How To Be Awesome At Investing: Lessons From A Decade In Finance

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People always assume I am so deeply passionate and stoked about finance. Like I jump out of bed and get excited about interest rates. That's not exactly true. I am super stoked and passionate about helping people, feeling like my work matters and having autonomy over it. So when people ask me why I started The Hell Yeah Group, the answer is often that, " I looked inside of my tool box of skills and realized I had some sharp tools that all pertained to bookkeeping, running a small business and personal financial planning.” As much as I wanted to create a cool company that had nothing to do with finance, I had constraints: I needed to earn money and there was no denying the skills I had, no matter how uncool I thought it was. Not exactly visions of grandeur, more like shining a turd.

But I’ve really grown to love how my work makes me feel, regardless of it’s non-passion status. I want to share the industry-specific things I’ve learned and observed over the years that I think everyone should know.

Most people don’t need to hire anyone to help them with their investments 

The majority of people don’t need to hire anyone to help them with their investments. “Financial experts” might know the ins and outs of financial products really well or understand certain economic indicators, but that doesn’t mean you need to pay anyone to learn the basic principles. Here are the basic principles:

  • Investing is all about the relationship between risk and reward. The bigger risk you take, the greater potential gain and potential loss.

  • You invest your money based on when you need it and what’s it’s for. When you need it and what’s it’s for will dictate the amount of risk you take with the money.

  • Active management is when a bunch of people (usually a mutual fund company) try to pick a portfolio of stocks and bonds to “beat the market.” Passive management is when you “buy the market”. Instead of trying to beat the S&P 500 (an index that measures the 500 largest U.S. publicly traded companies) passive managers buy an index fund that mimics the index. Literally, if you can’t beat them, join them. Active management: 0, passive management: 1.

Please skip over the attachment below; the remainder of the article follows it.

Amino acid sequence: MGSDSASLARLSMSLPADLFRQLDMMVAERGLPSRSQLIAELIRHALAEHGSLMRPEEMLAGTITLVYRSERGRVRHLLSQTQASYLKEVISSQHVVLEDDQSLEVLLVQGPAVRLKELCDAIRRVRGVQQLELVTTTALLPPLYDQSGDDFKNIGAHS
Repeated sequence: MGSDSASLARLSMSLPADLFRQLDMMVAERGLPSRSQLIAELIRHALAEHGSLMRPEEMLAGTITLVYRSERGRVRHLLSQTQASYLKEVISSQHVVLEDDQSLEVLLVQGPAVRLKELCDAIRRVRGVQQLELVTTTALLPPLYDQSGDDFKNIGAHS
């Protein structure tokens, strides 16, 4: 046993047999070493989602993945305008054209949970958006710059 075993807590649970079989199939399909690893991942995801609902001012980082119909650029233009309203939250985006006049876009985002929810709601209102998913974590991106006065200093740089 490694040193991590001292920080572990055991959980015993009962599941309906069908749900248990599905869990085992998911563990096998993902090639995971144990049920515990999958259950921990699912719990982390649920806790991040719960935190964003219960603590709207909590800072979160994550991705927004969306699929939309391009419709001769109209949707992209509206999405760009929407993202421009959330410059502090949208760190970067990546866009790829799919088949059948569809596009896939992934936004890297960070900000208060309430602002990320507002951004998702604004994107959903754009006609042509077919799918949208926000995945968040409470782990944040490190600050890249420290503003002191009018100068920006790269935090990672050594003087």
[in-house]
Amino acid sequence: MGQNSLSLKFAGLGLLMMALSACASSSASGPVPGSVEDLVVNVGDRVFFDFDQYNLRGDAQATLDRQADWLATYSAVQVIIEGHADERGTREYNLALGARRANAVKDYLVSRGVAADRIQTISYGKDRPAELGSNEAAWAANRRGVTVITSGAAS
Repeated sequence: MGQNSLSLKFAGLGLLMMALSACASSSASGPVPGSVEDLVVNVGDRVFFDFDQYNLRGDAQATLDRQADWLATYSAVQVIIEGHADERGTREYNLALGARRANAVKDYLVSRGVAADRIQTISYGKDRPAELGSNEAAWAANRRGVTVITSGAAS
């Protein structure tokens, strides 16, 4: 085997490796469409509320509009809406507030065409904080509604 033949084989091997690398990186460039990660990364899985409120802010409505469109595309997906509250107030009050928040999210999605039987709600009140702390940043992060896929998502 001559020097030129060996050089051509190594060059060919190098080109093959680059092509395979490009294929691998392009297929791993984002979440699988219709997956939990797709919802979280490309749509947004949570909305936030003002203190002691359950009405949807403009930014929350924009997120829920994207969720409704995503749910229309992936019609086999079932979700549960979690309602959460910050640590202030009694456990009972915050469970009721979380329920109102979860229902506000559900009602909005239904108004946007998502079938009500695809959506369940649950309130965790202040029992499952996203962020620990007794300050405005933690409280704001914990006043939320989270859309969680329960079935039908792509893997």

• Passive management tends to cost a lot less then active management because you aren’t paying anyone to use their brains, you’re just covering the cost of administration. And lower fees means you keep most of your returns or your gains. Another strike against active management and a point for passive.

  • Asset allocation is looking at your assets by categories. There’s stocks (equities), bonds, cash, foreign and domestic markets, small companies and large companies.  

  • Diversification is making sure your asset allocation isn’t unbalanced by holding too much of something, like investing 99% of your money in only small Australian companies. If something negative impacts small Australian companies, you risk losing all your money. It’s not putting all your eggs in one basket. 

  • Buying single stocks or bonds is really risky. Don’t do that. But if you’re going to do it, because I know some of you are still going to do it, only use an amount of money you can afford to lose. Again, diversification is key.

  • If you have an employer-sponsored retirement account, you can invest in a target date fund that will allocate your assets according to when you need the money. It does all the work for you, including re-balancing and diversifying. Contribute regularly and don’t let your emotions dictate anything. Even if you don’t have an employer-sponsored retirement account, you can do this yourself with an IRA or the like. The online technology allows you to allocate and diversify your portfolio at the click of a mouse. 

  • Invest early on and frequently. $5 a week is a start; $50 a week is a better start.

If you do hire someone to manage your investments, give you investment advice, or help you create a financial plan, make sure they’re a fiduciary 

A fiduciary is a professional who is legally required to act in their client’s best interest. Unfortunately, not everyone who works in the financial services industry is required by law to act as a fiduciary. I know, it’s crazy. But here’s an example. Sal is a financial advisor, but he isn’t a fiduciary. He has two potential recommendations to give to his clients, Dirk and Dave. The first investment gives him a higher commission than the second option. The first option is the best option for Dirk and Dave, but the second option, is still suitable. If Sal isn’t a fiduciary, he can legally recommend the second option.